Oldalképek
PDF
ePub

And when the fiend's art on the trustful heart

Had fastened its mortal spell,
In the silvery sphere of the first born tear

To the trembling earth I fell.
When the waves that burst o'er the worla accurs'd

Their work of wrath had sped,
And the Ark's lone few, so tried and true,

Came fortlı among the dead ;
With the wond'rous gleams of my bridal beams,

I bade their terrors cease,
As I wrote, on the roll of the storm's dark scroll,

God's covenant of peace!
Like a pall at rest on a senseless breast

Night's funeral shadow slept ;-
Where shepherd swains on the Bethlehem plains

Their lonely vigils kept-
When I flashed on their sight the heralds bright

Of Heaven's redeeming plan
As they chanted the morn of a Saviour born-

Joy, joy to the outcast man.

Equal favor I show to the losty and low,

On the just and unjust I descend; E’en the blind, whose vain splieres roll in darkness and

tears, Feel my smile, the blest smile of a friend. Nay, the flower of the waste by my love is embraced,

As the rose in the garden of Kings;
At the chrysalis bier of the worm I appear,

And lo! the gay butterfly wings.

The desolate Moin, like a mourner forlorn,

Conceals all the pride of her charms,
Till I bid the bright hours chase night from her flowers,

And lead the young day to her arms;
And when the gay rover seeks Eve for bis lover,

And sinks to her balmy repose,
I wrap the soft rest by the zephyr fanned-west,

in curtains of amber and rose.

From my sentinel steep, by the night-brooded deep,

I gaze with unslumbering eye,
When the cynosure star of the mariner

Is blotted from out of the sky;
And guided by me through the merciless sea,

Though sped by the hurricane's wings,
His compassless, dark, lone, weltering bark

To the haven, lomo, safely he brings.

I waken the flowers in their dew-spangled bowers,

The birds in their chambers of green,
And mountains and plain grow with beauty again

As they bask in matinal sheen.
Oh, if such the glad worth of my presence to earth,

Though fitful and fleeting the while,
What glories must rest on the home of the blest,

Ever bright with the Deity's smile!

DIRGE.-CHARLES G. EASTMAN.

SOFTLY!

She is lying
With her lips apart.

Soflly!
She is dying
Of a broken lieart.

Whisper !
She is going
To her final rest.

Whisper!
Life is growing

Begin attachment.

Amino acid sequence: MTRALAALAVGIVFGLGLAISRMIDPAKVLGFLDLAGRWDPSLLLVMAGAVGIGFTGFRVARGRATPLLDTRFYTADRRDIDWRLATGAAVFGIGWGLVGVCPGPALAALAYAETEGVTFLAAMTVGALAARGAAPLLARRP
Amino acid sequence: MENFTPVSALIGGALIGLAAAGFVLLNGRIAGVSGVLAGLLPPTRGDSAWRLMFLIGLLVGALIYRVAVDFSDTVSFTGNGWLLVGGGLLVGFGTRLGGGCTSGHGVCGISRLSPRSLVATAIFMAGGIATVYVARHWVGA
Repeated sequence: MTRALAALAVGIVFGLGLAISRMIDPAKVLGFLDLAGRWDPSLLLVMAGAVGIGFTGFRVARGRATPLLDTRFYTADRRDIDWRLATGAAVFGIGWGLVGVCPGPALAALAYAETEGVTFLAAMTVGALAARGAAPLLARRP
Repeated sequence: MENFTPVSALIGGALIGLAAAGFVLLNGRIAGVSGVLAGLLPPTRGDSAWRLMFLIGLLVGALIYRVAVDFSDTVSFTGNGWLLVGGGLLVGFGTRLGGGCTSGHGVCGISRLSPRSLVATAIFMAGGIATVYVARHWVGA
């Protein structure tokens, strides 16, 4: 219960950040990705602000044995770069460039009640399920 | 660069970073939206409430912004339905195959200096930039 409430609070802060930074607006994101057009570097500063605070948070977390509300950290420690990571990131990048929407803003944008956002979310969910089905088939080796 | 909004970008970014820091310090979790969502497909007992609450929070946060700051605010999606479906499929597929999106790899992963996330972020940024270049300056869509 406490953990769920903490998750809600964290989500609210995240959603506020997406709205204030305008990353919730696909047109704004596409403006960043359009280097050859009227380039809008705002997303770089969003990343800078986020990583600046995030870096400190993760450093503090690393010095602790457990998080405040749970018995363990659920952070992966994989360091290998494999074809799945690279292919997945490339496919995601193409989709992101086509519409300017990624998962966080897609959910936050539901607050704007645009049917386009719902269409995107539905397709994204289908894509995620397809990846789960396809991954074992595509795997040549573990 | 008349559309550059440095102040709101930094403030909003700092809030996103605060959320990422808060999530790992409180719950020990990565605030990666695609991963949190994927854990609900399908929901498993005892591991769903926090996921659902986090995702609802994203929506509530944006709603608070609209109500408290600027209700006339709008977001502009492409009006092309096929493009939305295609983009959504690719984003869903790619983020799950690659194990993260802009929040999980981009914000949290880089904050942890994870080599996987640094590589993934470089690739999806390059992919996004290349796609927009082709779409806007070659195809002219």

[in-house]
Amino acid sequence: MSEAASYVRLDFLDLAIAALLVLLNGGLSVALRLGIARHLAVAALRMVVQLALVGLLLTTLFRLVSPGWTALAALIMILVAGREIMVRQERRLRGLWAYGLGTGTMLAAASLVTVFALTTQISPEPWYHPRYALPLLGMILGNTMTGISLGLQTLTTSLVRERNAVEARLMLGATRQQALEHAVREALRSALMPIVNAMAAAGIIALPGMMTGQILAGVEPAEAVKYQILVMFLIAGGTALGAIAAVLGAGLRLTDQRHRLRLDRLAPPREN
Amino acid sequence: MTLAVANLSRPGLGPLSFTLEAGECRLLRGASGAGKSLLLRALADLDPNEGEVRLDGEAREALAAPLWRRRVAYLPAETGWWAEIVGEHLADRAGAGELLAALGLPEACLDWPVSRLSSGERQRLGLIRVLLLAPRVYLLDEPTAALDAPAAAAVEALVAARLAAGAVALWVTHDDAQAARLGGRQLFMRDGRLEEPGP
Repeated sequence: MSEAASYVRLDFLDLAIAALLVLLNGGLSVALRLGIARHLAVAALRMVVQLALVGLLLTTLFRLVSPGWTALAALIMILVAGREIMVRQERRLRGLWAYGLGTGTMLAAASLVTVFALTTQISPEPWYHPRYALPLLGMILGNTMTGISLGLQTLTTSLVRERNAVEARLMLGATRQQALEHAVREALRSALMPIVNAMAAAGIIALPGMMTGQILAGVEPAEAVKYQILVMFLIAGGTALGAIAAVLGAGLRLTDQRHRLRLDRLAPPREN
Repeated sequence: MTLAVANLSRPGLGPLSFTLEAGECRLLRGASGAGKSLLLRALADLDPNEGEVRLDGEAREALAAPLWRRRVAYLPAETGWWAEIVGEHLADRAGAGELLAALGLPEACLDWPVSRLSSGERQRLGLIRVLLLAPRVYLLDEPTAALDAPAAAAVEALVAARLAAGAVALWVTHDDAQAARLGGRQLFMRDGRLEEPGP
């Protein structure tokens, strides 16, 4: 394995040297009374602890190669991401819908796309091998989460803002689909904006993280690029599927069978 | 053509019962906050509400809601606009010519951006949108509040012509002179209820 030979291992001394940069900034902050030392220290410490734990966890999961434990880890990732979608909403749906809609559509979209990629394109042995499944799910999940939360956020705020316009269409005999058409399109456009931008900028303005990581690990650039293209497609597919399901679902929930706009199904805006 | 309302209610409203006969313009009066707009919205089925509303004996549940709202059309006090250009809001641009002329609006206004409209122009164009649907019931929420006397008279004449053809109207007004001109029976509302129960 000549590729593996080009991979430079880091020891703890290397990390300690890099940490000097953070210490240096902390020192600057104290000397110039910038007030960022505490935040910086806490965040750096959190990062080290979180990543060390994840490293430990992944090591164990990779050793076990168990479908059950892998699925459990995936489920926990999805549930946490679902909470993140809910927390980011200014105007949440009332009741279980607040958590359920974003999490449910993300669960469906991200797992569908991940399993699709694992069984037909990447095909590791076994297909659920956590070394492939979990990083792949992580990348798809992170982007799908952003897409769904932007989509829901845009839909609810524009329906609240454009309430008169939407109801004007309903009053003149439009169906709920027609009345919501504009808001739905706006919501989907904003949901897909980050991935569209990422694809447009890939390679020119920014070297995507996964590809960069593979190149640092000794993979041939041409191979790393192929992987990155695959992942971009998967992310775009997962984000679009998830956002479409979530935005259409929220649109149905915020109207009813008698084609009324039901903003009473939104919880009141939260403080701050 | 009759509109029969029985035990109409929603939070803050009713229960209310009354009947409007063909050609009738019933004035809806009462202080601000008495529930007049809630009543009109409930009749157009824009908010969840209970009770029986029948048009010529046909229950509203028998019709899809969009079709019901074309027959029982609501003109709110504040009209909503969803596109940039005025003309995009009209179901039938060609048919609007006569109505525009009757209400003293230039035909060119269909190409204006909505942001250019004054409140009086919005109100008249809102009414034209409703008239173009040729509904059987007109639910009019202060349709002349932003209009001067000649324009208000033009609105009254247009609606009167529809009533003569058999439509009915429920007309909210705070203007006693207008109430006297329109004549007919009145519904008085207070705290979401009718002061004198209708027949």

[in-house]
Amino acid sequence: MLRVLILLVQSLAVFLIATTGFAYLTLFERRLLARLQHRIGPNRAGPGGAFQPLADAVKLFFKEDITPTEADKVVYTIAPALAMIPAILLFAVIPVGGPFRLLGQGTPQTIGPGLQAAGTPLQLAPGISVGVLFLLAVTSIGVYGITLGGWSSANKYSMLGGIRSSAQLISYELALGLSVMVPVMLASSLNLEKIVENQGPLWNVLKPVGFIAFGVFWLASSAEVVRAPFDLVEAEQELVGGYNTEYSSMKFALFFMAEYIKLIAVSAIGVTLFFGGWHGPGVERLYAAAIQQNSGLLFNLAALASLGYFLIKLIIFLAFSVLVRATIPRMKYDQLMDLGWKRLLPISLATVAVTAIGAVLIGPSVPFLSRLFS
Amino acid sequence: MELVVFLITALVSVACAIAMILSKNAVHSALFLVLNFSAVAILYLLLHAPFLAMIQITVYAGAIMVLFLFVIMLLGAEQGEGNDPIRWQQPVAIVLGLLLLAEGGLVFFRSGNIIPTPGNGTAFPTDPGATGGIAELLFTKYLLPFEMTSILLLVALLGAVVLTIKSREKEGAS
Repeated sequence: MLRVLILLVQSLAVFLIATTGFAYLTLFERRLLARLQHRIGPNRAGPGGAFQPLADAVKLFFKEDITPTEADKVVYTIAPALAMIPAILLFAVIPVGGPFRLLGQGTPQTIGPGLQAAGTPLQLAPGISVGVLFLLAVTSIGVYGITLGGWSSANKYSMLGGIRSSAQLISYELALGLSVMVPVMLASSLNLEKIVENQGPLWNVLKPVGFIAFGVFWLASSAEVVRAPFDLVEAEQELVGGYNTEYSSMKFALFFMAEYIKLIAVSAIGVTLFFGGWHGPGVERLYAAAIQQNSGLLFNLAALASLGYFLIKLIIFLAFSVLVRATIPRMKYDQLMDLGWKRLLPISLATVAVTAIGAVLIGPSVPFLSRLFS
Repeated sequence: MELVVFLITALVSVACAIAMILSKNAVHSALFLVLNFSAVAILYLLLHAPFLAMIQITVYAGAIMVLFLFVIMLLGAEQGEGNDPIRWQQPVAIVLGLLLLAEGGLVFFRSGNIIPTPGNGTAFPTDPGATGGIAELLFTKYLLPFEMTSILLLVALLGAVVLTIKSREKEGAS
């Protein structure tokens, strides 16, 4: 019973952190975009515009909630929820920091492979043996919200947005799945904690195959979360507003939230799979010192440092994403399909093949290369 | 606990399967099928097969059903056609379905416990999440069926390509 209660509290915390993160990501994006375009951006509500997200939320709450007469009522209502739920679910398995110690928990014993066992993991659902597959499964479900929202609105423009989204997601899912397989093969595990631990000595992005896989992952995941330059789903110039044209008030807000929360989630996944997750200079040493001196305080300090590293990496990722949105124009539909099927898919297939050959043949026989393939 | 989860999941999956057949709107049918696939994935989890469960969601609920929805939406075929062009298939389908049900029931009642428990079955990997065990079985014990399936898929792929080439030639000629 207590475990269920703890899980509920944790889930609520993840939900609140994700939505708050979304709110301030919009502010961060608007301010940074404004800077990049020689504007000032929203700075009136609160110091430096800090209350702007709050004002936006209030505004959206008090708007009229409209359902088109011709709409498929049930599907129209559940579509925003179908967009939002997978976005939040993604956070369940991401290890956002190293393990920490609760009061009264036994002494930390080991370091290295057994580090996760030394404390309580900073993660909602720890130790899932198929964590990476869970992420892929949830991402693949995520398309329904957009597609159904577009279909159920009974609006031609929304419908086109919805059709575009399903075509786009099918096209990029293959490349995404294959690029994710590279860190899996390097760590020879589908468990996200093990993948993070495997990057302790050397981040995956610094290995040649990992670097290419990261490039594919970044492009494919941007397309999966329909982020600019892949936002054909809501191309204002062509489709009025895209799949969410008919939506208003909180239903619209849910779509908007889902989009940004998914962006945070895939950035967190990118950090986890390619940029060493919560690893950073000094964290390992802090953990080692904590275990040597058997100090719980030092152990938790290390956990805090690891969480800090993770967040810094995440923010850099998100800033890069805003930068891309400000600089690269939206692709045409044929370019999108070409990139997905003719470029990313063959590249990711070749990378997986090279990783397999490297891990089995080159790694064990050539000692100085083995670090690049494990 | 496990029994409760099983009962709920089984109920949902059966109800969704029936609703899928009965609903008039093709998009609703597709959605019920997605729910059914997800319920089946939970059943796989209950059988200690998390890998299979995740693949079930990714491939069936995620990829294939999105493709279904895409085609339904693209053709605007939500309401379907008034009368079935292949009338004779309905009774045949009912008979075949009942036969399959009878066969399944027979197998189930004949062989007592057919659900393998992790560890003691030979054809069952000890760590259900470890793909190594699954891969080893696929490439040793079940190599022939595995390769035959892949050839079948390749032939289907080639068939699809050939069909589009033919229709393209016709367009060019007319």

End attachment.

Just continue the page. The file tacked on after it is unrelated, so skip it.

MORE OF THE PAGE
Dim within her breast.

Gently!
She is sleeping;
She bas breathed her last.

Gently!
While you are weeping,
She to heaven has passed.

THE SNOW OF AGE.

No snow falls lighter than the snow of age; but none is heavier, for it novel

melts,

The figure is by no means novel, but the closing part of the sentence is new as well as emphatic. The Scriptures represent age by the almond-ree, wbich bears blossoms of the purest white. “ The almond-tree shall flourish”—the head shall be hoary. Dickens says of one of bis characters whose hair was turning gray, that it looked as if Time had lightly splashed his snows upon it in passing

“It never melts”—no never. Age is inexorable. Its wheels must move onward—they know no retrogade movement. The old man may sit and sing, “I would I were a boy again"_but he grows older as he sings. He may read of the elixir of youth, but he cannot find it; he may sigh for the secrets of that alchemy which is able to make him young again, but sighing brings it not. He may gaze backward with an eye of longing upon the rosy scenes of early years, as one who gazes on his home from the deck of a departing ship, which every moment carries him farther and farther away. Poor old man! he has little more to do tban die.

"It never melts.” The snow of winter comes and sheds its white blessings upon the valley and the mountains, but soon the sweet spring comes and smiles it all away. Not so with that upon the brow of the tottering veteran. There is no spring whose warmth can penetrate its eternal frost. It came to stay. Its single flakes fell unnoticed—and now it is drilled there. We shall see it increase until we lay the old man in his grave. There it shall be absorbed by the eternal darkness--for there is no age in heaven.